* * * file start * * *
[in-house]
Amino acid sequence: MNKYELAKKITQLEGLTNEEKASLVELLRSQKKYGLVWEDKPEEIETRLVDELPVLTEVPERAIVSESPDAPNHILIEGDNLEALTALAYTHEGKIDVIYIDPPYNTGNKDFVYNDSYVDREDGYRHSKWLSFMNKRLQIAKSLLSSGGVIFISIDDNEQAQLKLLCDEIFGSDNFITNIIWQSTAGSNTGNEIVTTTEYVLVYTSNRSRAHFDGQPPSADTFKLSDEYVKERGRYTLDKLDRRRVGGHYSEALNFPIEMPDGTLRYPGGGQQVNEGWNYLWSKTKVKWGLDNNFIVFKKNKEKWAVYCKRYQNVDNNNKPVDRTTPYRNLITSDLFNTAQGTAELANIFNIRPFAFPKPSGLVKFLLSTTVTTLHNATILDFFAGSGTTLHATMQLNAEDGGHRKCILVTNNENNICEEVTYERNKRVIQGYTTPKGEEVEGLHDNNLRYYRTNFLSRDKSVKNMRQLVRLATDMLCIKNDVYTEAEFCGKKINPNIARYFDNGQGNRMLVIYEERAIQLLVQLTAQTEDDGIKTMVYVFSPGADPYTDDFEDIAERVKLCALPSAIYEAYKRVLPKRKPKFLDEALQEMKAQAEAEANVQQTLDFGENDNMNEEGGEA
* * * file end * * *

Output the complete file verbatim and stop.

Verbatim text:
[in-house]
Amino acid sequence: MNKYELAKKITQLEGLTNEEKASLVELLRSQKKYGLVWEDKPEEIETRLVDELPVLTEVPERAIVSESPDAPNHILIEGDNLEALTALAYTHEGKIDVIYIDPPYNTGNKDFVYNDSYVDREDGYRHSKWLSFMNKRLQIAKSLLSSGGVIFISIDDNEQAQLKLLCDEIFGSDNFITNIIWQSTAGSNTGNEIVTTTEYVLVYTSNRSRAHFDGQPPSADTFKLSDEYVKERGRYTLDKLDRRRVGGHYSEALNFPIEMPDGTLRYPGGGQQVNEGWNYLWSKTKVKWGLDNNFIVFKKNKEKWAVYCKRYQNVDNNNKPVDRTTPYRNLITSDLFNTAQGTAELANIFNIRPFAFPKPSGLVKFLLSTTVTTLHNATILDFFAGSGTTLHATMQLNAEDGGHRKCILVTNNENNICEEVTYERNKRVIQGYTTPKGEEVEGLHDNNLRYYRTNFLSRDKSVKNMRQLVRLATDMLCIKNDVYTEAEFCGKKINPNIARYFDNGQGNRMLVIYEERAIQLLVQLTAQTEDDGIKTMVYVFSPGADPYTDDFEDIAERVKLCALPSAIYEAYKRVLPKRKPKFLDEALQEMKAQAEAEANVQQTLDFGENDNMNEEGGEA